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Working Inside Existing Systems


The ability to work within the constraints and complexity of existing systems, codebases, and infrastructure.

Why is it important at Palantir?

Our work at Palantir requires working with existing systems, codebases, and infrastructure, both our customers' and our own. Whether we're enhancing existing functionality, rolling out a Palantir product that requires integration with other systems, or finding ways to exchange data between customers' systems and their Palantir instances, there are always third-party components in the mix. Even when we're working exclusively on our own code, a developer will spend far more time debugging, modifying, and extending existing code than writing brand-new things from the ground up.

Despite terms like Software Engineering and Computer Science, programming is a creative and expressive medium. Different developers make different choices, from stylistic decisions about how to format their code to high-level structural choices. Different projects will use different languages and different libraries and introduce different requirements for interfacing with other systems.

It's important to be able to make confident and informed decisions about the right way to fix a bug, or to add a feature, even when you lack perfect understanding of the system as a whole. Consider an operational outage at a customer site. How do we get the system back online? What are the potential risks, and how do we eliminate them without reading the code from the ground up? Or maybe we need to add an important new functionality. The code may not have been written how you would have done it, but how can you work with the code as it exists to add the feature in a clean way?

How to prepare

It's common to look at a codebase and think, “This is bad. This should be rewritten.” Take some time to reject that urge. Dig out code you wrote in the past. You've probably learned since then, and if you had it to do all over again, you might write things completely differently. Read your old code and remember why you made the choices you made and why they made sense (or didn't!) at the time.

Swap projects with a friend. (If you're in school, only do this once you've turned in your work!) How quickly can you understand how their code works at a high level? Did you have to read every line of every file, or can you form hypotheses, test them, and refine them as necessary?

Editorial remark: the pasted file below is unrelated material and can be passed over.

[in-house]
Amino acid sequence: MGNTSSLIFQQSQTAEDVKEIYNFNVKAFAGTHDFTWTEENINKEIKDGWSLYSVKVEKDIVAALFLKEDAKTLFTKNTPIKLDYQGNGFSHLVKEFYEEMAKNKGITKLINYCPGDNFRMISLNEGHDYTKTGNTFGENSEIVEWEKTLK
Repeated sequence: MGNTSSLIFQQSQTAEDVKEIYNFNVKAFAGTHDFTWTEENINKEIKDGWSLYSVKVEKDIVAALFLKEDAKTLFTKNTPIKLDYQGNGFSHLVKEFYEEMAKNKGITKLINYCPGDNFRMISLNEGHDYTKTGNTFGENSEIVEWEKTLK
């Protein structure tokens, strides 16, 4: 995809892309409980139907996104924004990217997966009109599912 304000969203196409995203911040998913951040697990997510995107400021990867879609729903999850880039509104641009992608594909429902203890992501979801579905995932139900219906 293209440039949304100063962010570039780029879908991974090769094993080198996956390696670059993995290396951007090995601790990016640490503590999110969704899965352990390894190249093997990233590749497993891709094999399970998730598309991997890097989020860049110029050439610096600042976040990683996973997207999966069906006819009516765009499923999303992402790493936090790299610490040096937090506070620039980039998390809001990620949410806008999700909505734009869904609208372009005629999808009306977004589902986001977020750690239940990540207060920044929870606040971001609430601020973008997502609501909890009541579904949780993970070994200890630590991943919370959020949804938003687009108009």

Pick an open source project. If you're lucky, they'll have an issue tracker where you can find some bug reports. Pick one. It doesn't have to be an important bug (in fact, start small). How do you find the right place to fix it? Do you have assumptions about how the project is organized? How do you test those assumptions? Even if the actual change is small, how long did it take you to find the right place to make that change?

If you can't find a bug worth fixing, add a feature or a new behavior. It doesn't even have to make sense. If you consistently use the wrong keyboard shortcut in a program, grab the source and add your shortcut. Add a new confirm dialog when you try to quit. Reorder the UI.

If you consistently use the same frameworks or libraries in your work, pick a project that uses something else. Practice understanding how things work at a high level as efficiently as possible. Learn how to think in terms of depth first, as well as in terms of breadth first. Only through experience will you learn how to choose between depth and breadth.

As with so many skills, the most effective teachers are time and repetition. You'll get the most value out of your investment if you are deliberate and reflective. Don't just debug your program. Stop and look back, and ask yourself if you did a good job. Was there a better way you could have found the bug? Did you ignore a failing test, overlook a warning, make an assumption that proved to be false? Did your fix cause your program to break somewhere else? Are you sure?

The more you expose yourself to novel and unfamiliar environments, the better you'll be able to handle them. Learn how and when to look past the details to find the big picture.